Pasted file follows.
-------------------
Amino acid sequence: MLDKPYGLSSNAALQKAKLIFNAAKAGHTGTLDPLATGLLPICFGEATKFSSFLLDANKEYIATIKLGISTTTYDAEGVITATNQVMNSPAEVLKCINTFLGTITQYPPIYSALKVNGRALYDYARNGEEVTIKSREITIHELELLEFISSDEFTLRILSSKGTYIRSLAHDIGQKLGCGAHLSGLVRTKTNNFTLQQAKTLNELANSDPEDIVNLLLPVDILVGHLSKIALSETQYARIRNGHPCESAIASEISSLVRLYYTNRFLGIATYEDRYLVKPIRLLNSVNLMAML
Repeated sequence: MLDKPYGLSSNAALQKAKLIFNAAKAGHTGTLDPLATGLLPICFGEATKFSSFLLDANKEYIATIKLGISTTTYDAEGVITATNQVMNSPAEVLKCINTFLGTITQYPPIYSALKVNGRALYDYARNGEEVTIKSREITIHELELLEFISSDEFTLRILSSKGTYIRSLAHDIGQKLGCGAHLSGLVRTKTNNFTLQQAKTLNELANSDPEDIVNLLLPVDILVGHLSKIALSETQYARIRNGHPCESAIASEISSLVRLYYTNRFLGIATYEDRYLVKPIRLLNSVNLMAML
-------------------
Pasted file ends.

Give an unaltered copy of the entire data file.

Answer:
Amino acid sequence: MLDKPYGLSSNAALQKAKLIFNAAKAGHTGTLDPLATGLLPICFGEATKFSSFLLDANKEYIATIKLGISTTTYDAEGVITATNQVMNSPAEVLKCINTFLGTITQYPPIYSALKVNGRALYDYARNGEEVTIKSREITIHELELLEFISSDEFTLRILSSKGTYIRSLAHDIGQKLGCGAHLSGLVRTKTNNFTLQQAKTLNELANSDPEDIVNLLLPVDILVGHLSKIALSETQYARIRNGHPCESAIASEISSLVRLYYTNRFLGIATYEDRYLVKPIRLLNSVNLMAML
Repeated sequence: MLDKPYGLSSNAALQKAKLIFNAAKAGHTGTLDPLATGLLPICFGEATKFSSFLLDANKEYIATIKLGISTTTYDAEGVITATNQVMNSPAEVLKCINTFLGTITQYPPIYSALKVNGRALYDYARNGEEVTIKSREITIHELELLEFISSDEFTLRILSSKGTYIRSLAHDIGQKLGCGAHLSGLVRTKTNNFTLQQAKTLNELANSDPEDIVNLLLPVDILVGHLSKIALSETQYARIRNGHPCESAIASEISSLVRLYYTNRFLGIATYEDRYLVKPIRLLNSVNLMAML